pbn_logo.gif (6296 bytes)

Ask Shak:
Product Allows Users to Tap Into
Home or Office Computer on the Road


One of the most important relationships you’ll ever have is with your personal computer. There’s perhaps no other component of our business life that’s more vexing as that box that sits on most people’s desks. Everyone has computer questions and we’re here to assist you in that department. Below are a few questions I’ve received recently from readers. I hope the answers will be useful to you.

Dear Shak:
I am a Honolulu-based sales rep who constantly has to travel to the neighbor islands and to the Mainland. I always carry my laptop with me but inevitably find that there are documents or phone numbers I've forgotten to bring along. All of this information resides on my office computer back in Honolulu. Is there a way over the Internet that will allow me to access files from my Honolulu computer when I'm off-island?

Mel in Manoa Valley

Dear Mel:
Your question is very timely. We just road-tested an excellent product called PC Anywhere from Symantec, a southern California company that has been producing "utilities" (as these types of products are called) for many years. You may have heard of a product of theirs called Norton Utilities, which is their flagship product. If you need to access your home or office computer remotely this is the ticket. It will allow you to transfer files from one computer to another--whether in the same office or on a different continent--quite easily. The only issue we had was with setting up the product. This is where Symantec's telephone tech support came in very handy. I had a few questions to ask and the people on the other end of the line were very sharp and helpful. I usually didn't have to wait too long either. Support, incidentally, is free for the first 90 days. After that, you gotta pay them.

Once the product was set up, we had no problem using it. The only thing you have to remember before you leave town is to fire up PC Anywhere on your "host" computer. (The host would in effect be the computer that you want to access information from.) After that it's easy to connect with your home or office computer wherever you are. By being able to operate your machine from afar you're in a position to obtain whatever information you need or even run any program you want-all remotely. The price for this program is about $170. It's well worth it if you travel a lot. Check out www.symantec.com for more info.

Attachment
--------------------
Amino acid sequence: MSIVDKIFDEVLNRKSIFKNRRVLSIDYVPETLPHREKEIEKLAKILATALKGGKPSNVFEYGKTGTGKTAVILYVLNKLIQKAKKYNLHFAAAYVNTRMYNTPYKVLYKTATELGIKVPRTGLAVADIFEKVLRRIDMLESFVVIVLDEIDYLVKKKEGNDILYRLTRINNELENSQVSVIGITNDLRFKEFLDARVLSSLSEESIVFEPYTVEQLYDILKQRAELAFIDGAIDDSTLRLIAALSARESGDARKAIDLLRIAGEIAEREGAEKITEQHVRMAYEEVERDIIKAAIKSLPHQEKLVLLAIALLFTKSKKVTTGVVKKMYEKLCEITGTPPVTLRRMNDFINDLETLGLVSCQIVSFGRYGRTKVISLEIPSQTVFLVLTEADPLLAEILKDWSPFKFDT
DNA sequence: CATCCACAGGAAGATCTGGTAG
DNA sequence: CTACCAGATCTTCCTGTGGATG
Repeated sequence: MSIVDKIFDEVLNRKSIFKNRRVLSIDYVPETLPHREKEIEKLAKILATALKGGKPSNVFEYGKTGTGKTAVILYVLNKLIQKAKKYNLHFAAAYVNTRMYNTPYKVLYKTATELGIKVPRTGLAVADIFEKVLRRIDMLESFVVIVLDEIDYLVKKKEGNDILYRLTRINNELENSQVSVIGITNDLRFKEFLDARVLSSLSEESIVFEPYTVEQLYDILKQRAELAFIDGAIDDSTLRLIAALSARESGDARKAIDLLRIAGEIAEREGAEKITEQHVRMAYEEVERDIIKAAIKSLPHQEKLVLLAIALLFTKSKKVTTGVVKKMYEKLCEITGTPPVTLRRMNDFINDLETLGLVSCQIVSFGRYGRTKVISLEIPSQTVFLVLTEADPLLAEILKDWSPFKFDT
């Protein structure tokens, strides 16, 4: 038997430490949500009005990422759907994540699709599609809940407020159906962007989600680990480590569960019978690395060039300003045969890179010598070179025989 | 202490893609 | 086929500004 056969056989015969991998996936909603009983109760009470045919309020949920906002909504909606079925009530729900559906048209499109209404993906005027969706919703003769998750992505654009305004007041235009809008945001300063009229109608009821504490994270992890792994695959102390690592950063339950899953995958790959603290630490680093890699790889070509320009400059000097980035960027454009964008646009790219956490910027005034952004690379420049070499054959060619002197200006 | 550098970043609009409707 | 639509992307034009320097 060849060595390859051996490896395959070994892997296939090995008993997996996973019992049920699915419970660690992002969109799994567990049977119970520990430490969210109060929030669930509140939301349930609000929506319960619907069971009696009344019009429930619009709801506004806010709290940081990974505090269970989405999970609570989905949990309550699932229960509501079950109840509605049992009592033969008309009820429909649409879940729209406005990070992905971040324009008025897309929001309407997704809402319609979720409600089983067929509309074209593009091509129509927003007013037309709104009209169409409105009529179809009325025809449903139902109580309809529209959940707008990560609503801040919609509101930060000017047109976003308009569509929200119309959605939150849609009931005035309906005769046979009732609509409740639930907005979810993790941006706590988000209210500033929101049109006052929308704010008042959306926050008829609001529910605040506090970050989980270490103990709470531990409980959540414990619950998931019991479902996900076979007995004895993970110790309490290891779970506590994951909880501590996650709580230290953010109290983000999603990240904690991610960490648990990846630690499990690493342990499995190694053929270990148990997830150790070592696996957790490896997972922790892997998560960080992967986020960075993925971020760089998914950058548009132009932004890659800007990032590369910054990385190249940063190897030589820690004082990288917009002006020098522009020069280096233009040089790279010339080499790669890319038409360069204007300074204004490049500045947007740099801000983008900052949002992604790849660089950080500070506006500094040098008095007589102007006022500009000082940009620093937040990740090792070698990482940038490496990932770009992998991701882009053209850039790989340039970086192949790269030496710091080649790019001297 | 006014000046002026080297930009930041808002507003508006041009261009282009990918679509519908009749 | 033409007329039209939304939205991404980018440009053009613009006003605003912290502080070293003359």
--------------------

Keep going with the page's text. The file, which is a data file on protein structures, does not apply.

If you are technically more savvy, as an inexpensive alternative, you can set up your home PC as a dial up server which comes with Windows 95 & 98. Win98/95 Dial-up Server allows users of Windows 95 to access a local area network while out of the office. This feature allows a small office, or workgroup to share data, or send and receive mail remotely through a TCP/IP connection. File sharing, however gets more complicated since Windows File Sharing must be enabled for the particular directory your files reside in. If your files are not in a shared directory, you won't be able to get them remotely. Also, if your computer is connected on a network, you leave these shared directories open on the network.

You can find more information on setting up and configuring Dial Up Server here:

Dear Shak:
I sell insurance in Honolulu and wanted to comment on an earlier column a few weeks ago about backing up your data. I agree with you 100%--people (and businesses) need to back up their computers on a regular basis. Most standard business insurance policies don't cover the invaluable data that you may lose. A much better insurance policy is to make sure you regularly back up your files rather than relying on an insurance company to be responsible for your data. I wanted to add one more suggestion. Store your backup tape in a fireproof safe! Or, store a duplicate backup tape offsite. That way, if a fire guts your home or office--at least you'll be able to get started anew.

Rich Proctor, Jerry Hay Inc., Honolulu

Dear Rich:
You're absolutely right. Thanks for the suggestions. A fire proof safe is a good idea as is storing a duplicate back up copy off-site. The first addendum I have is to actually get a "media safe" storage because of the backup media being so sensitive to temperature. Arlene Krupa from Aloha Key and Awards stocks these safes.

Let me make one more suggestion. After you've backed up your data with your tape backup, test the hardware and software to make sure that it works. In other words, it's not enough to back up the tape. If, after you're hard drive crashes you find that your not able to restore the data, the backup job is not going to be of much use. So here's what you do. After you've backed up your data, pick one small file, say a letter or some other document from your database. Move it to another directory or erase it from your hard drive. Then go and look for it on the tape and try to restore the file. If this can be easily done, chances are, when and if your machine goes down, you'll be able to get all your data back. Perform this procedure on a regular basis.

Although most of the tape backup software come with a data verify option already built in, I still recommend this above procedure to be absolutely safe.

Shakil Ahmed is the founder of PDC Systems, a Honolulu computer and networking company established in 1991. Questions should be addressed to askshak@pdcsystems.com.

Pacific Business News, November 26 1999

ruler3.gif (618 bytes)
Home / About Pac-Tech / PR Services / Clients / Clips--Hawaii--National